When we repeated the analyses after categorizing the exposure variable into deciles, we similarly found an inverse association between leisure time physical activity and the risk of MI in the fully adjusted model with a 41% lower risk in subjects in the ninth (HR: 0.59; 95% CI: 0.43–0.82) and a 22% lower risk in subjects in the highest decile (HR: 0.78: 95% CI: 0.56–1.10) compared to the lowest, with a significant trend (p for trend = 0.03). Similarly, there was an inverse association between leisure time physical activity and total stroke with a 36% lower risk for stroke in subjects in the seventh (HR: 0.64; 95% CI: 0.49–0.86), followed by a 30% lower risk for subjects in the highest decile compared to the lowest, with a significant trend (p for trend = 0.048). No association was found for total physical activity and MI or stroke (data not shown).
When further investigating the dose–response relationship we found no deviation from a linear association, for any of the physical activity domains with MI or stroke.
Results from additional analyses
We found no statistical evidence for effect modification by BMI, smoking, alcohol consumption and age at baseline (all p-values for the LR-test comparing nested models > 0.05). Sex was an effect modifier of the relationship between physical activity and MI, as shown in Table 2 (p-value for the LR-test comparing nested models < 0.05). However, there was no significant evidence for effect modification by sex in the other models (p-values for the LR-test comparing nested models > 0.05).
In sensitivity analyses excluding stroke and MI cases occurring during the first two years of follow up, the effect of leisure time physical activity on the risk of total stroke was not statistically significant in the multivariable adjusted model in the overall population (p for trend = 0.07), nor in the subgroup of men (p for trend = 0.06). Estimates for the other models were not affected by this sensitivity analysis (data not shown).
After restricting the follow-up time to 10 years from baseline, our findings remained similar. However, they did not reach statistical significance in the subgroup analysis investigating the association between leisure time physical activity and ischemic stroke in men (p for trend = 0.10). When further adjusting our main models for waist circumference, our estimates stayed essentially the same (data not shown). Finally, when repeating our main models after using imputed missing data we obtained similar results (data not shown).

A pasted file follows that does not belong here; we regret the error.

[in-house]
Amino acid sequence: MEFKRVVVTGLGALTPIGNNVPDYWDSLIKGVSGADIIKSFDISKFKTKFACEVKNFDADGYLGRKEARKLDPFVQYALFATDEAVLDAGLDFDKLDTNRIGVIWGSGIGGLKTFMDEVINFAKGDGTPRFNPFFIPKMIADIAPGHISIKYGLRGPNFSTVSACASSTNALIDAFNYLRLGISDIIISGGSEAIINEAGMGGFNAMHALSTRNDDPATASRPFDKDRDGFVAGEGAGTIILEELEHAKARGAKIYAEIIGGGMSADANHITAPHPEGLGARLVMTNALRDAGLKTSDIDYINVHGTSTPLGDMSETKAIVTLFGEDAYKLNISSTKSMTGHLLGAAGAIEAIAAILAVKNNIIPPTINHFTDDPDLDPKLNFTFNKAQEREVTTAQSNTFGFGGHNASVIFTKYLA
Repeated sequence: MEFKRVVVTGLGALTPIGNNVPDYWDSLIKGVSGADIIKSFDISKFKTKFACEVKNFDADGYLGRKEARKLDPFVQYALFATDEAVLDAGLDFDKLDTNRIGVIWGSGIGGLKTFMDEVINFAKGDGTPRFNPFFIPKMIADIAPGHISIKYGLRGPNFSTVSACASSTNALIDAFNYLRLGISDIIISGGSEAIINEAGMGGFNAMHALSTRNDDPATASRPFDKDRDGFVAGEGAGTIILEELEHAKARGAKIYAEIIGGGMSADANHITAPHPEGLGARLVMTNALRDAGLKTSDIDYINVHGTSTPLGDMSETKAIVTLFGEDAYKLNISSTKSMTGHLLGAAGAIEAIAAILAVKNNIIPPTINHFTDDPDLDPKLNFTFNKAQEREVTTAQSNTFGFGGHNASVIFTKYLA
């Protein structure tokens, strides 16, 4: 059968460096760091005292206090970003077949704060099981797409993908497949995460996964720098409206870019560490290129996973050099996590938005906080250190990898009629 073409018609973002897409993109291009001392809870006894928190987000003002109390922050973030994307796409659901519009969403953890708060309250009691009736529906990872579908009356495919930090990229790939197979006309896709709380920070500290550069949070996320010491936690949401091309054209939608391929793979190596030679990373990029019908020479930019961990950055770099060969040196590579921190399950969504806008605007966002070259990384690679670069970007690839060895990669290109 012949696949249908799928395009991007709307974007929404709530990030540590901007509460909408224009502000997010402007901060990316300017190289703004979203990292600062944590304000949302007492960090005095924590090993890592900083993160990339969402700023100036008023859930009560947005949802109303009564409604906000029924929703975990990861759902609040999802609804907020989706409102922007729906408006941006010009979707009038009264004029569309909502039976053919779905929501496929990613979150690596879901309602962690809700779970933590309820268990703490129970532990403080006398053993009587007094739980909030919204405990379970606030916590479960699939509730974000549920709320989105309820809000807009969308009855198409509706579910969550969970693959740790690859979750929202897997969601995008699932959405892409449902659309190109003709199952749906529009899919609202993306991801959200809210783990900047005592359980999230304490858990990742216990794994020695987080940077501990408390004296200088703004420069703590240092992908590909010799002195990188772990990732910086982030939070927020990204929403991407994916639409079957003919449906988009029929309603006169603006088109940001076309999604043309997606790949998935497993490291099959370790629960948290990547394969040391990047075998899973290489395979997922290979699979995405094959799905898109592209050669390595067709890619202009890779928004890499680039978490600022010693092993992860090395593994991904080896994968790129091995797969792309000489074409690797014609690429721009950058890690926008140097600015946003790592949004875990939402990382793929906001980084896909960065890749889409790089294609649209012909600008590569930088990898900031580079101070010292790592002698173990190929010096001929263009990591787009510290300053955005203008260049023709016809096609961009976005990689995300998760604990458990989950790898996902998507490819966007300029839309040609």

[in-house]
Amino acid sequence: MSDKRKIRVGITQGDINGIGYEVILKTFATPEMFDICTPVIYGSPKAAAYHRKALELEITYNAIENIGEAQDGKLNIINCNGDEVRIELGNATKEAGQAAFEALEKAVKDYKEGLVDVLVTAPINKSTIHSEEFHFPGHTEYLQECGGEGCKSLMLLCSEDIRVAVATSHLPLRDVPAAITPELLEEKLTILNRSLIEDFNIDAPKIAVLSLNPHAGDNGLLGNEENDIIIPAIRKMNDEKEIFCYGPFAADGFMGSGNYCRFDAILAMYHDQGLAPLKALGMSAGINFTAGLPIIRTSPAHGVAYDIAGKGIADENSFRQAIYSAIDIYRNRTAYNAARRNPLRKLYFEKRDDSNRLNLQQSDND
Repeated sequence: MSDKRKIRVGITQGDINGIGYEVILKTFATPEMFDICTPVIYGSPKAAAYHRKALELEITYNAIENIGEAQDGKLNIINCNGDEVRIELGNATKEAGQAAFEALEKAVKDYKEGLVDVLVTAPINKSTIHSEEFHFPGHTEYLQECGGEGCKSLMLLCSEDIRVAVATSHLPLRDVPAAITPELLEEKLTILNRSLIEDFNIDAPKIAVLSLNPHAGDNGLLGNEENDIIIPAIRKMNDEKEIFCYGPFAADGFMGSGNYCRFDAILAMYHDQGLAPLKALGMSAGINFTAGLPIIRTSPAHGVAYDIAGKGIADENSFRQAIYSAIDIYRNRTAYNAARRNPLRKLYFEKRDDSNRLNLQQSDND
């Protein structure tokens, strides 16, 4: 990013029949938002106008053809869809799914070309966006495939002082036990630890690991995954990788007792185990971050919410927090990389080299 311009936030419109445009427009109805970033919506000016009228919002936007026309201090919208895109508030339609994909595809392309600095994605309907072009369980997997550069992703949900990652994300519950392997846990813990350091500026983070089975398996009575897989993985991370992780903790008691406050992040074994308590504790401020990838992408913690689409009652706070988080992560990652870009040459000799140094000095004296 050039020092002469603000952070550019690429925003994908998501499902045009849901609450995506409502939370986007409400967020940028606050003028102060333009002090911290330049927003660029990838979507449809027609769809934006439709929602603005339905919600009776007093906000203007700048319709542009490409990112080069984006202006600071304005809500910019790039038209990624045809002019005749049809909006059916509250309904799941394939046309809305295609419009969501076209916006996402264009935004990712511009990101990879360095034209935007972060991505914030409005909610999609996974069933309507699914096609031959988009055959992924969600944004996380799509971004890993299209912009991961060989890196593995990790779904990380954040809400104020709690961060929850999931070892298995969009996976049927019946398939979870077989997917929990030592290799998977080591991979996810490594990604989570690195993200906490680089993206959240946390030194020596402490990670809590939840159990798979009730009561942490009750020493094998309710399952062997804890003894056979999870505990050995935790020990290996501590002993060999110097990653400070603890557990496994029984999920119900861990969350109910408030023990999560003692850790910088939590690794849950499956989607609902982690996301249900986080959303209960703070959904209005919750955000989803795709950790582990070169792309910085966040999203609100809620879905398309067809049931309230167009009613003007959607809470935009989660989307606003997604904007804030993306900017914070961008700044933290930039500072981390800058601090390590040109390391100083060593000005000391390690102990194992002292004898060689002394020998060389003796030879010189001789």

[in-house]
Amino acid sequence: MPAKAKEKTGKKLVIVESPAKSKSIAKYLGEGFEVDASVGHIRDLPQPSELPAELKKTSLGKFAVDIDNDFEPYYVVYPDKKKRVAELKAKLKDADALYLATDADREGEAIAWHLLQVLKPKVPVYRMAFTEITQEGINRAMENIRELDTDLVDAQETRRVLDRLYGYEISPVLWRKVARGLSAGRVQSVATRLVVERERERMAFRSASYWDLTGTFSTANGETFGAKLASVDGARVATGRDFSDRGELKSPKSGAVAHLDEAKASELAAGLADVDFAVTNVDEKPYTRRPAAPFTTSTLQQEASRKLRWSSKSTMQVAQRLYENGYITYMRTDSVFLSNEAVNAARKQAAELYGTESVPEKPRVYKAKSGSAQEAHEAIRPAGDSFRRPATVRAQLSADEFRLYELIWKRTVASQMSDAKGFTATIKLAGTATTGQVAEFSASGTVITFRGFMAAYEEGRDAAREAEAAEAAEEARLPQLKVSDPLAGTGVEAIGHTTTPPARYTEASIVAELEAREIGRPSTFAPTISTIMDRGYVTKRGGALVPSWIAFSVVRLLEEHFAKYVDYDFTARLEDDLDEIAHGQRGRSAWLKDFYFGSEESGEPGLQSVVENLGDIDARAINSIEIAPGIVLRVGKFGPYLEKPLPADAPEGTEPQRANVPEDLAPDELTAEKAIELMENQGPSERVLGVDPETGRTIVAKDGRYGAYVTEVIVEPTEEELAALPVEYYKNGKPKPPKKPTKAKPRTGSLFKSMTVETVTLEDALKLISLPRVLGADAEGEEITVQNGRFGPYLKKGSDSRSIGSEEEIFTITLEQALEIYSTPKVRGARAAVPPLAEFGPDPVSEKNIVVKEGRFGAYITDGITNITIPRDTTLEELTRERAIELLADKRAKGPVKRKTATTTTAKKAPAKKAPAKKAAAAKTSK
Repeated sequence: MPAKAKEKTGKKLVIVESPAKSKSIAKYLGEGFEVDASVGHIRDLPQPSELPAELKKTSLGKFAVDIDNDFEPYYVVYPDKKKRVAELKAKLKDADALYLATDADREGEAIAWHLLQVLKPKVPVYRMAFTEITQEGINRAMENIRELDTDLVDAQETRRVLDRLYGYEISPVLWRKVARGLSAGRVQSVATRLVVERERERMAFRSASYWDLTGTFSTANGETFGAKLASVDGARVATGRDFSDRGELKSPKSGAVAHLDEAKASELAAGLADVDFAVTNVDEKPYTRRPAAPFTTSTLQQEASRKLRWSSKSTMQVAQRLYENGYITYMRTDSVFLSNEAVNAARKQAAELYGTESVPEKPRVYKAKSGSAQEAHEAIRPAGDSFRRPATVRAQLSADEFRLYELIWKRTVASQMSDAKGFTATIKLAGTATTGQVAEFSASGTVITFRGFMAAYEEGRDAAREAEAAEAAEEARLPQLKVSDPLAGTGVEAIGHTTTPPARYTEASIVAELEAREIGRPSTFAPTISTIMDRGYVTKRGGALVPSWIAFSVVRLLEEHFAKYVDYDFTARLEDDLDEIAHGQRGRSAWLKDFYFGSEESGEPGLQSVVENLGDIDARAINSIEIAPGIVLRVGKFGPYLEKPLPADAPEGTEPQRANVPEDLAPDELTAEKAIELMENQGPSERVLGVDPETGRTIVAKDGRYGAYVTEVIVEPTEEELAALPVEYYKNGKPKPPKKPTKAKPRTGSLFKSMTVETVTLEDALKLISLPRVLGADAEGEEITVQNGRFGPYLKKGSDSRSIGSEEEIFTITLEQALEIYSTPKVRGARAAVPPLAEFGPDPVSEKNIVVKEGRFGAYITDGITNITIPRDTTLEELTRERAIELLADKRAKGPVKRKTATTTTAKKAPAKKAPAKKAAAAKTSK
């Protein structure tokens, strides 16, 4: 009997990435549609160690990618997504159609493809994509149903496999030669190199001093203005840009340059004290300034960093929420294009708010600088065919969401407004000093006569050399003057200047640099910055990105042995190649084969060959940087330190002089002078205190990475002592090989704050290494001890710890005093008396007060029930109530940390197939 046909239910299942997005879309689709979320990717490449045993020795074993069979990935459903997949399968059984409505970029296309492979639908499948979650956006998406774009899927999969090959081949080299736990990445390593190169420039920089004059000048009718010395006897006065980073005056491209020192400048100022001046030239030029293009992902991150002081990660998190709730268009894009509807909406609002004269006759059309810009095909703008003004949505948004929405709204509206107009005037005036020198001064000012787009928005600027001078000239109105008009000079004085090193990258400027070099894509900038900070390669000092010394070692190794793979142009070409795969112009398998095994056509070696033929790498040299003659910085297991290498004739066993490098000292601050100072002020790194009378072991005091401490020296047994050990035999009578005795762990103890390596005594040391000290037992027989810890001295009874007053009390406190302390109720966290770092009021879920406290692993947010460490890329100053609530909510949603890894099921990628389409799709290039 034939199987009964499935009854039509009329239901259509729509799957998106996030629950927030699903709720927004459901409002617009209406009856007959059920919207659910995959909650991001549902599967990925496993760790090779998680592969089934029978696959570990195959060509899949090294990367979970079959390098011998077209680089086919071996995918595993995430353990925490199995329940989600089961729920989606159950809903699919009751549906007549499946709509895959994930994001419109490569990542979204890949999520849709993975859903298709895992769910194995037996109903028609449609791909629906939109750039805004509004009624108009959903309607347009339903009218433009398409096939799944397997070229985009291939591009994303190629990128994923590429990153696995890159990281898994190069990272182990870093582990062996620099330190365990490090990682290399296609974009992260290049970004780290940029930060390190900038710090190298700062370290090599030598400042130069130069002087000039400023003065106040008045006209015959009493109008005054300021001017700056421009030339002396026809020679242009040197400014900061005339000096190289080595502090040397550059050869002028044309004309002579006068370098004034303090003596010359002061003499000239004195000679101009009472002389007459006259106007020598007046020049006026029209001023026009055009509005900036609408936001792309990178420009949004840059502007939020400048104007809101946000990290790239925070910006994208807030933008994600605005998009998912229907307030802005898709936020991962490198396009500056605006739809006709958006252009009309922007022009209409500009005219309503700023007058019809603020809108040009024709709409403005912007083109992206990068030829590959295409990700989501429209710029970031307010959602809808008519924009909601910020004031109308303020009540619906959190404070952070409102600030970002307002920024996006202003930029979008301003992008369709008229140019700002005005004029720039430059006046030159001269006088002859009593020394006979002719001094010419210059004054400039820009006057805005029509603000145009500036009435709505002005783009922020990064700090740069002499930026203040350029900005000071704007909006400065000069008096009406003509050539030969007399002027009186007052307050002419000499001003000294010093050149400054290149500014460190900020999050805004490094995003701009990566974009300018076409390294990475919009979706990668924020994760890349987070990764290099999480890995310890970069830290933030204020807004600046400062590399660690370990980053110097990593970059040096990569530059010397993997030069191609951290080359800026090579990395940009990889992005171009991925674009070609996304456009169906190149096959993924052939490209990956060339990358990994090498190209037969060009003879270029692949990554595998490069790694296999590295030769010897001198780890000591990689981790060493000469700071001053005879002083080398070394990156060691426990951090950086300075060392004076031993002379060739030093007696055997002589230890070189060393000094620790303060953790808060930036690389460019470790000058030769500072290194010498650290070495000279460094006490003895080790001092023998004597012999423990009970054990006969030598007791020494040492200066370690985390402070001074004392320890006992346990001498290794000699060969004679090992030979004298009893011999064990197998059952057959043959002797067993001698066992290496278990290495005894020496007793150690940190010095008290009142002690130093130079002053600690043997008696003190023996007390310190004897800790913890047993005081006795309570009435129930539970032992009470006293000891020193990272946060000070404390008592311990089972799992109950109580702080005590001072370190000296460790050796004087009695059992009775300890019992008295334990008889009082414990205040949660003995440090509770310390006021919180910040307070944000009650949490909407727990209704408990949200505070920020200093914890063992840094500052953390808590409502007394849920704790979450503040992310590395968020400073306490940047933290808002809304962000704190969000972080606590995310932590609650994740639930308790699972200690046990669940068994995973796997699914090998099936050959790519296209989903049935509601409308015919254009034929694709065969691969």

In this large prospective study, leisure time physical activity, including sports and outdoor life, were inversely associated with the risk of MI among all participants and the risk of MI and stroke in men. Total physical activity, including all physical activities on an ordinary day, summing up to 24 h, was inversely associated with the risk of MI in women.
Many studies have investigated CVD as a combined outcome [32, 33]. Not all have studied the effect on MI and stroke, nor in men and women, separately. In one cohort study , a high leisure time physical activity was associated with a 22% lower risk of CVD events among 2,352 men and women. In another study , lack of leisure time physical activity among men above the age of 45 was associated with a twofold increased risk of non-fatal acute MI. Furthermore, in a prospective study, a 28% reduced risk of stroke was found among 22,841 Finnish men with high compared to low leisure time physical activity , which is consistent with our findings of a 22% lower risk among men. Overall, our results for leisure time physical activity are in line with results from previous studies [34,35,36,37], showing a lower risk of MI and stroke with increasing activity level, although in our study this association was confined to men. Comparable with our findings, Finnish men with high leisure time physical activity were at lower risk of coronary heart disease, than men with a low leisure time physical activity, which was not seen in women .